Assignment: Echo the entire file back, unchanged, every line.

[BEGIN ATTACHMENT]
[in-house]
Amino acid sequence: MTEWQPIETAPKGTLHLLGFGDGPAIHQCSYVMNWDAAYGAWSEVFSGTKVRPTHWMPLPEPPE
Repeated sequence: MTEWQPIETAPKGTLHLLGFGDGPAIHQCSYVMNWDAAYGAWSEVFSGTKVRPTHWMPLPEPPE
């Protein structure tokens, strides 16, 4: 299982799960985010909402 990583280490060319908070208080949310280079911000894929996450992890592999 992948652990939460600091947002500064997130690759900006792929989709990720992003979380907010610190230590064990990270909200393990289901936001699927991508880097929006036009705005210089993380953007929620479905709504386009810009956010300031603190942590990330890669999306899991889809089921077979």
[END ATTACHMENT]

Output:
[in-house]
Amino acid sequence: MTEWQPIETAPKGTLHLLGFGDGPAIHQCSYVMNWDAAYGAWSEVFSGTKVRPTHWMPLPEPPE
Repeated sequence: MTEWQPIETAPKGTLHLLGFGDGPAIHQCSYVMNWDAAYGAWSEVFSGTKVRPTHWMPLPEPPE
């Protein structure tokens, strides 16, 4: 299982799960985010909402 990583280490060319908070208080949310280079911000894929996450992890592999 992948652990939460600091947002500064997130690759900006792929989709990720992003979380907010610190230590064990990270909200393990289901936001699927991508880097929006036009705005210089993380953007929620479905709504386009810009956010300031603190942590990330890669999306899991889809089921077979």